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News, tips, partners, and perspectives for the Oracle Solaris operating system

Oracle Database 12c and Oracle Solaris 11 DTrace

Guest Author
As you may have heard, Oracle Database 12c is now available for Oracle
Solaris and Oracle Linux. Among other things, that means we now have
the opportunity to share some of the cool things the Oracle Database and
Oracle Solaris engineering teams have been doing together.

And here's a good one: In this screencast, Jon Haslam describes how on Oracle Solaris 11, DTrace is now integrated into Oracle Database V$ views to provide a top-to-bottom picture of a database
transaction I/O -- from storage devices, through the Oracle Solaris
kernel, up to Oracle Database 12c itself:

With this end-to-end
view, you can easily identify I/O outliers -- transactions that are
taking an unusually long time to complete -- and use this comprehensive
data to identify and mitigate storage system problems that were
previously extremely hard to debug.

This is a great demonstration of the power of DTrace, which is just about to celebrate its 10th anniversary in the wild. The screencast has some additional examples of DTrace's power on its own, as well as diving into the DTrace/Oracle Database 12c synergy.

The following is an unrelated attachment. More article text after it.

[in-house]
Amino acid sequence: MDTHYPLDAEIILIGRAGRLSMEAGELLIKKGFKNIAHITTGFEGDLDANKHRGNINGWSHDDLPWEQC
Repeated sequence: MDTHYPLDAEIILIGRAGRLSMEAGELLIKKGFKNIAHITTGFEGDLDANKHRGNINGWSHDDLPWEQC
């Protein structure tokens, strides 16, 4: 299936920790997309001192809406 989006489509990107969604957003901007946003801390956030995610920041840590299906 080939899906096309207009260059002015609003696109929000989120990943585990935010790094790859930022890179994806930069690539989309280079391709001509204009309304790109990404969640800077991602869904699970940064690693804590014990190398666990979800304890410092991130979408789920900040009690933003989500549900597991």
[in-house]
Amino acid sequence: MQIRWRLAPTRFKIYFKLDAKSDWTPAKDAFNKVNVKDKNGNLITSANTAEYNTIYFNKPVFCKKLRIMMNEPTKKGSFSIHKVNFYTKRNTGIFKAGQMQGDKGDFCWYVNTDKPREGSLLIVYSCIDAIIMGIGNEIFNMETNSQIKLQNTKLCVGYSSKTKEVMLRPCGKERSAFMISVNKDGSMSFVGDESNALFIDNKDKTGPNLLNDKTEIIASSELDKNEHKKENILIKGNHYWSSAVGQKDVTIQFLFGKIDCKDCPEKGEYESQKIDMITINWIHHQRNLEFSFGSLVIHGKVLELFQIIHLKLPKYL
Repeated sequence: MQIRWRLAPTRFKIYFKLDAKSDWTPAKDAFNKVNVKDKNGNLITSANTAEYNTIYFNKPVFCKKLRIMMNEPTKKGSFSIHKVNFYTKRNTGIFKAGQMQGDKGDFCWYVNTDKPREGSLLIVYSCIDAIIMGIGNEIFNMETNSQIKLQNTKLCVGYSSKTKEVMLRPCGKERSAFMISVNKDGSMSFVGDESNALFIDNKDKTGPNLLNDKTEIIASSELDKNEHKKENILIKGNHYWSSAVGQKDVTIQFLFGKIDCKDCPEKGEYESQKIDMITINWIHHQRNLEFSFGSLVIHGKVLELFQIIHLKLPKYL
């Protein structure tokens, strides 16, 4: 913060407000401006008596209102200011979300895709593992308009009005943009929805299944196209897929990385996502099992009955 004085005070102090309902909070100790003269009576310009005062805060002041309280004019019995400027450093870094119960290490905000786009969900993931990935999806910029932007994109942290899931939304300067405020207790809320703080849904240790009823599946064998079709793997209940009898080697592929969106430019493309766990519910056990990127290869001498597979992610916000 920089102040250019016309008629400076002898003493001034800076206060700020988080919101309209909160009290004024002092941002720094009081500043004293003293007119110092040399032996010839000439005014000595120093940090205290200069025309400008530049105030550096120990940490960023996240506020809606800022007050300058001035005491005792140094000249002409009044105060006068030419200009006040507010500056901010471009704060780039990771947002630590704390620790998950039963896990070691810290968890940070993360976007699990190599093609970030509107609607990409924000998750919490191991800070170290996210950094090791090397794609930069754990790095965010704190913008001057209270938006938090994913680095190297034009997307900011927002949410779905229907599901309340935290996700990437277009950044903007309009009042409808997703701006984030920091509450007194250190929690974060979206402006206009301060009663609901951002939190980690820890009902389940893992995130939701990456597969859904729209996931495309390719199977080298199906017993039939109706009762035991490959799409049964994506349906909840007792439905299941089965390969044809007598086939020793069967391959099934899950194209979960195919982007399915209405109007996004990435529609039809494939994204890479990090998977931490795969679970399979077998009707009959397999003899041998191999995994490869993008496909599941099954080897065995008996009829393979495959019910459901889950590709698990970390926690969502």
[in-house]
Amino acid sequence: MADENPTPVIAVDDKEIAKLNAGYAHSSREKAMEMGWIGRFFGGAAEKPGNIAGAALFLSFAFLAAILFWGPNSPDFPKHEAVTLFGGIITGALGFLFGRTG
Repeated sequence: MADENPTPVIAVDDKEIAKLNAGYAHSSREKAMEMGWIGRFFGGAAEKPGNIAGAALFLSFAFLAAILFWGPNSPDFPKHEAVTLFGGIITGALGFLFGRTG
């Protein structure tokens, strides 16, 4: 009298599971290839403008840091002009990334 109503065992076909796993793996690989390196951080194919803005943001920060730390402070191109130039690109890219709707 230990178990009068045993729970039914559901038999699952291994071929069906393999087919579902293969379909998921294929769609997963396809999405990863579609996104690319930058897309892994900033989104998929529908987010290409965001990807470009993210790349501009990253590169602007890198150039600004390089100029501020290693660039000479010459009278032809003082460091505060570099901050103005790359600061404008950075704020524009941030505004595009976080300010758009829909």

There's more, of course.  Over on the OTN Garage blog, Rick Ramsey has put together a nice compendium of ways the OS makes the database scream, and Ginny Henningsen's written an article on the same topic.  And, we've also got an OTN page that digs further into Oracle Database / Oracle Solaris optimizations.

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Comments ( 4 )
  • guest Monday, July 1, 2013

    You linked the V$% Views to Oracle8 documentation? Old stuff...


  • Larry Monday, July 1, 2013

    Yikes -- it links to something a little more current now. Thanks!


  • Martin Wednesday, July 10, 2013

    Hello.

    Is there improved observability of database (OracleDB12c) from operating system (OracleSolaris11) (eg. reverse observability to V$*) ?

    Are there compiled/enabled SDT DTrace probes in database (like in MySQL, PostgreSQL...) ?

    Thanks, Martin


  • guest Thursday, June 5, 2014
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